We worked and planned and prepared for our cruising life for many years and while we were dreaming of sailing away we read about others who did it. Our armchair sailing booklist started with the classic of ocean sailing, Joshua Slocum’s “Sailing Alone Around the World” and continued with legends like Robin Knox Johnson, Eric Hiscock, Irving Johnson, Bernard Moitissier, Lin and Larry Pardey, Miles Smeeton and Herb Roth. We read disaster stories by Steve Callahan, Dougal Robertson and Ann Davison. We migrated to more irreverent books by Herb Payson and Jim Moore, and marveled at the young solo circumnavigators Robin Lee Graham and Tania Aebi. We were particularly taken by the stark beauty and sheer bravery of the Arctic sailing adventures of Alva Simon, who wintered over iced-in, and Dave and Jaja Martin and their family, who wintered over both in Iceland and Arctic Norway, and also sailed to Svalbord, one of the high-latitude places on my bucket list.
In all of this reading, we don’t remember anyone dwelling on the often frustrating situation of waiting for an appropriate weather window to make a long ocean passage to new cruising grounds. In planning the passage from Central America to French Polynesia a sailor just has to do it in the right time of the year and be mindful of general patterns of currents and convergence zones, but because it’s a long distance and you can’t reliably predict weather more than a week out, at some point you just have to go and hope for the best.
Not so, this winter passage back to the tropics from New Zealand. We’ve been ready to go for well over a month and have nixed a few windows that other boats took advantage of. One was a slow and windless opportunity — which in hindsight we’re sorry we missed — but the others were uncertain and “sporty,” as the kiwis like to say. As a first long passage for over six months we were reluctant to venture out in what turned out to be too much for many boats. We’ve seen boats return because of gear breakage or conditions they felt unsafe in, so tedious and stressful though it’s been, we forced ourselves to be patient and wait until we felt comfortable with the predictions.
The on-again, off-again go/no-go waiting means we’ve had quite a few Last Suppers at the Opua Cruising Club, only to pull the plug the next morning when conditions changed or seemed too uncertain. At one of these gatherings I found myself sitting next to a twenty-something woman who signed on as temporary passage crew for a single-hander. I was whining about our visa expiration and the added stress we felt from being up against a deadline, and she recounted how her family had the same problem in Norway until her father fought it and the government changed the law to accommodate them. A little bell went off in my head.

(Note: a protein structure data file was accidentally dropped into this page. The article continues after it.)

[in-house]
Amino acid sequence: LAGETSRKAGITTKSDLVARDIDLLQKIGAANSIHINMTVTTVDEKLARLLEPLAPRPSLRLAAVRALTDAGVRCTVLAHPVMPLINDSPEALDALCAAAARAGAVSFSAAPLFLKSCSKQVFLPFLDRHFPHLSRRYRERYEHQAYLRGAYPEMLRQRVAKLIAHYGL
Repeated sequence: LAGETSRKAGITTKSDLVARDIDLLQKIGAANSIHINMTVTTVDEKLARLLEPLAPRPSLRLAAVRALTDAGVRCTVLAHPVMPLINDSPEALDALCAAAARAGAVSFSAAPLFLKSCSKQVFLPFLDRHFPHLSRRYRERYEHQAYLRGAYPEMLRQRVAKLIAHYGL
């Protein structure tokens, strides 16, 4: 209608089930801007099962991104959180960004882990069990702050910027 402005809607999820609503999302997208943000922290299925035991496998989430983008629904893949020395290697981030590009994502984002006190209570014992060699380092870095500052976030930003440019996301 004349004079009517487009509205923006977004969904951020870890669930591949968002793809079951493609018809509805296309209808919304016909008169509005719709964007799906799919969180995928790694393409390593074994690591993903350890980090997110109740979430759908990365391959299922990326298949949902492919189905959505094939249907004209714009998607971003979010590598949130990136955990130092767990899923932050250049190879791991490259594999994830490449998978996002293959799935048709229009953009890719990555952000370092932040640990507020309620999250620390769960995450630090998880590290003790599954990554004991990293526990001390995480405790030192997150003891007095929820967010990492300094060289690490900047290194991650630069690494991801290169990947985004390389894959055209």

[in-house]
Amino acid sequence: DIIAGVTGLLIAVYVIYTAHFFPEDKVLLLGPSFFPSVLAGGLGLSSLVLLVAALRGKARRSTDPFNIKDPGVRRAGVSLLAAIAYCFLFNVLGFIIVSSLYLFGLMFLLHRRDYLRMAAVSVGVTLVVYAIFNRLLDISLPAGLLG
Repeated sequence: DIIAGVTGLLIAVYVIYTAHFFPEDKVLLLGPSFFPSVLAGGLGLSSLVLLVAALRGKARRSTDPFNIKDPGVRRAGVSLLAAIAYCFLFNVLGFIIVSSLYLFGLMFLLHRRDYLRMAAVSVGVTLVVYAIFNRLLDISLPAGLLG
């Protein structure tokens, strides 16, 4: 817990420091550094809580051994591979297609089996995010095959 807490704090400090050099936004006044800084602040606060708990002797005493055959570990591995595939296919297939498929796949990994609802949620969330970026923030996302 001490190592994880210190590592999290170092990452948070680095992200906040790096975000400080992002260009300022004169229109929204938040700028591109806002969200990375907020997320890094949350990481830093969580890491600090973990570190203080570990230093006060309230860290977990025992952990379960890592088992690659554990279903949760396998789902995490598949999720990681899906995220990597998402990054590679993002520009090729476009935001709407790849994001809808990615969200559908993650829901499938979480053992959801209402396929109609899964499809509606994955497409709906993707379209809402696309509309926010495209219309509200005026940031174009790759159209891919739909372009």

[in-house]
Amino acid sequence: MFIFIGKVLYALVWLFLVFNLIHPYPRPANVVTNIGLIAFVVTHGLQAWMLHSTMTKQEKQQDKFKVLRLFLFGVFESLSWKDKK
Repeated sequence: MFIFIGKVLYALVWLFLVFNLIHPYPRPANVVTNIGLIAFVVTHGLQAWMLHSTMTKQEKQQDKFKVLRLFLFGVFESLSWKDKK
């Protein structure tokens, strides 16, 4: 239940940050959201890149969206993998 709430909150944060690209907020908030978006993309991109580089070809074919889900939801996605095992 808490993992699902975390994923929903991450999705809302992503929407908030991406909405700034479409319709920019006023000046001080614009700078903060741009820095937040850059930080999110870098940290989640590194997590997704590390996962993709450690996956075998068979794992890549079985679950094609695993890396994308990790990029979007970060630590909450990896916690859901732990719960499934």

“Was this in the Lofoten Islands?” I asked, remembering stories of the stunning archipelago in Arctic Norway.
“Yes!” she said, probably happy that someone had even heard of the place. I took a leap.
“Are you a Martin?” I asked.
“Yes!” she said, even more amazed and pleased as I began to gush uncontrollably at being in the presence of greatness. This was Holly Martin, middle child of Dave and Jaja Martin, whose stories of world cruising on small boats while raising three kids held the sailing world captive for all the years they were out there. Their book “Into the Light” is a wonderful account of their adventures in the Arctic, and Jack and I made it a point to attend an entertaining talk by Dave Martin one year at the Annapolis Boat Show.
After I caught my breath, I turned to Eve, the single hander Holly would be sailing with on the passage north.
“Your crew is famous,” I said, and I told her about the Martins’ adventures. Eve had no idea, only that Holly was a confident and experienced sailor that she was happy to have onboard. I continued to pepper Holly with questions — whether she can still speak Norwegian, what her parents and sibs are up to, if she was aware at the time how special her childhood was, etc. She seemed genuinely delighted that Jack and I knew their story because as Eve said, she never mentioned any of that, only outlined her sailing experience. Holly works on an icebreaker in the Antarctic but that’s seasonal work and she travels and visits home in Maine during the southern winter.
Eve and Holly sailed the next morning, but three days later they were back with a broken jib furler. Waiting for another weather window pushed Holly too close to a previous commitment and Eve lost her famous crew. When the repairs were made she sailed away solo, followed by our friends on Toucan and a few other boats eager to pack away the polar fleece and dive into turquoise waters. And still we waited day after drippy day.
Finally the weather gods may be smiling on us. We think our patience will be rewarded with a reasonably comfortable passage north and we’re spending today stowing, provisioning, routing, cooking, fueling, inspecting and generally setting up EV for a week or so at sea.
Let this time be the charm.